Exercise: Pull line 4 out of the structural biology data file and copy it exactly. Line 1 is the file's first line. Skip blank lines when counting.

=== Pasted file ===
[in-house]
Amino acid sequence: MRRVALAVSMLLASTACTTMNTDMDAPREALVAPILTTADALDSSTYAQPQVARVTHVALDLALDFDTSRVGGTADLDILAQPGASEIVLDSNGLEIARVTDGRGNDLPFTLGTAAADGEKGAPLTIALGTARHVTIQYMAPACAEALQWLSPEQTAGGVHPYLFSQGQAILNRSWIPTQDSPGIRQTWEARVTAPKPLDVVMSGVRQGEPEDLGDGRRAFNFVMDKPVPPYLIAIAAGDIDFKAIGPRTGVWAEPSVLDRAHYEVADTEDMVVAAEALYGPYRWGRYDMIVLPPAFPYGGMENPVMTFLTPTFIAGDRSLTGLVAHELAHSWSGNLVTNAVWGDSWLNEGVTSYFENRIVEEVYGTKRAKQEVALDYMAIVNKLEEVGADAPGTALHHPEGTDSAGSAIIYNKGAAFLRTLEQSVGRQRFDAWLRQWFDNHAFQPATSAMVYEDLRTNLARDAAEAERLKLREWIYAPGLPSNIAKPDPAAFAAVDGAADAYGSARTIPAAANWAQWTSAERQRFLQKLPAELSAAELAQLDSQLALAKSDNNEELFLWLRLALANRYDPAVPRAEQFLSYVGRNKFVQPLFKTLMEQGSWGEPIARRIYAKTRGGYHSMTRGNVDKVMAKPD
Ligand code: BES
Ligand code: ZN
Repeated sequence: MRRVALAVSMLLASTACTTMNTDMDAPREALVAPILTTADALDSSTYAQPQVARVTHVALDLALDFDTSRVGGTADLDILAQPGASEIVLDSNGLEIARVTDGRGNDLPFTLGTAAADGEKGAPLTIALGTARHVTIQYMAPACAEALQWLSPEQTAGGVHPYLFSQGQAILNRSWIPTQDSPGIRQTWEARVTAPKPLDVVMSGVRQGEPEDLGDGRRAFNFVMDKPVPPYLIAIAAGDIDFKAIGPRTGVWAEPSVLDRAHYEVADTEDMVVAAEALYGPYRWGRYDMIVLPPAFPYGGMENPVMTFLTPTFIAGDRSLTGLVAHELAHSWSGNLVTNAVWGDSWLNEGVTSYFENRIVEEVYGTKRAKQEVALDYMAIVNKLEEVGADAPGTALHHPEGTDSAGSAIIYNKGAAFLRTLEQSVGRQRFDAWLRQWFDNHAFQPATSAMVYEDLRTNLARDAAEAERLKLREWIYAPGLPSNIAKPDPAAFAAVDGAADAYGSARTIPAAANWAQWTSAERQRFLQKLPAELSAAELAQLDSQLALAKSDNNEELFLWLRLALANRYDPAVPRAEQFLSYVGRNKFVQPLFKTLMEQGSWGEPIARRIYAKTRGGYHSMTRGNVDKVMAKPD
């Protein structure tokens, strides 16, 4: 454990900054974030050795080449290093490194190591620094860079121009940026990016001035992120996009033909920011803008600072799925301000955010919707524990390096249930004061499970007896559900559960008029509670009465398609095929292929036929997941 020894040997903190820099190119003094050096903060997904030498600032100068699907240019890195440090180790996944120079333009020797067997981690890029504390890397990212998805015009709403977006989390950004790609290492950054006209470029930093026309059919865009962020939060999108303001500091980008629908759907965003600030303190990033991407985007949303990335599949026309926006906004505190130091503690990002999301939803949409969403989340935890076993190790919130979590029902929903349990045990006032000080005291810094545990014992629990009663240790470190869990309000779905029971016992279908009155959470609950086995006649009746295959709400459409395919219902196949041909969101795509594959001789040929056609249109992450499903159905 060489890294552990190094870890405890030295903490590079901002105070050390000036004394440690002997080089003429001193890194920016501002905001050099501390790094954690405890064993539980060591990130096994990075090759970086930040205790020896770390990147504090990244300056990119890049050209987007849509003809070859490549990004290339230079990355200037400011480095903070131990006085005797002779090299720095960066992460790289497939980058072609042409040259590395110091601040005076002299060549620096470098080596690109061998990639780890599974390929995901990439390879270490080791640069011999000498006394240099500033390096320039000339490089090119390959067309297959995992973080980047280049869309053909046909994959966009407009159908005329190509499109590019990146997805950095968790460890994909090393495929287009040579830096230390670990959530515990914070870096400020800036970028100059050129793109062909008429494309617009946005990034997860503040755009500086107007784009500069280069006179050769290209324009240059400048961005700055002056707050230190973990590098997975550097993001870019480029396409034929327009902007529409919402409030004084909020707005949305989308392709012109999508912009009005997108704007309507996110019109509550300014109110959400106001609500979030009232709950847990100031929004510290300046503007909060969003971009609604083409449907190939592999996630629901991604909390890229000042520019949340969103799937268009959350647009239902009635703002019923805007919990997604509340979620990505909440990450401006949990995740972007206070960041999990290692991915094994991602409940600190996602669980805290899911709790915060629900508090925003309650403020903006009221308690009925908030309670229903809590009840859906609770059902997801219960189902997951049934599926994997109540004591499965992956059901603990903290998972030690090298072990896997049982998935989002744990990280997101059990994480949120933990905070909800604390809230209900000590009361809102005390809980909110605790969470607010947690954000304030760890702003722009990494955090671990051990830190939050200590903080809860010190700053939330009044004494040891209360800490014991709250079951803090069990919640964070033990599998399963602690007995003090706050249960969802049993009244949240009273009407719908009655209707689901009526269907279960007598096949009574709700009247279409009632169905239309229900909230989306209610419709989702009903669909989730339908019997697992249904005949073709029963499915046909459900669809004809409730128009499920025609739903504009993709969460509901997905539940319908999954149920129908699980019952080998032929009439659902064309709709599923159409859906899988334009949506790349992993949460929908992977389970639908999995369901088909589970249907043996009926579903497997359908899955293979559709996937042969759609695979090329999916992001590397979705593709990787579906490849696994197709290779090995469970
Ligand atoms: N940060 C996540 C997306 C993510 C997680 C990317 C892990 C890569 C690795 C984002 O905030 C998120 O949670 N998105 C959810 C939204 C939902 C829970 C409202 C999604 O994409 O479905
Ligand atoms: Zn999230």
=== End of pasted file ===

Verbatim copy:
Ligand code: ZN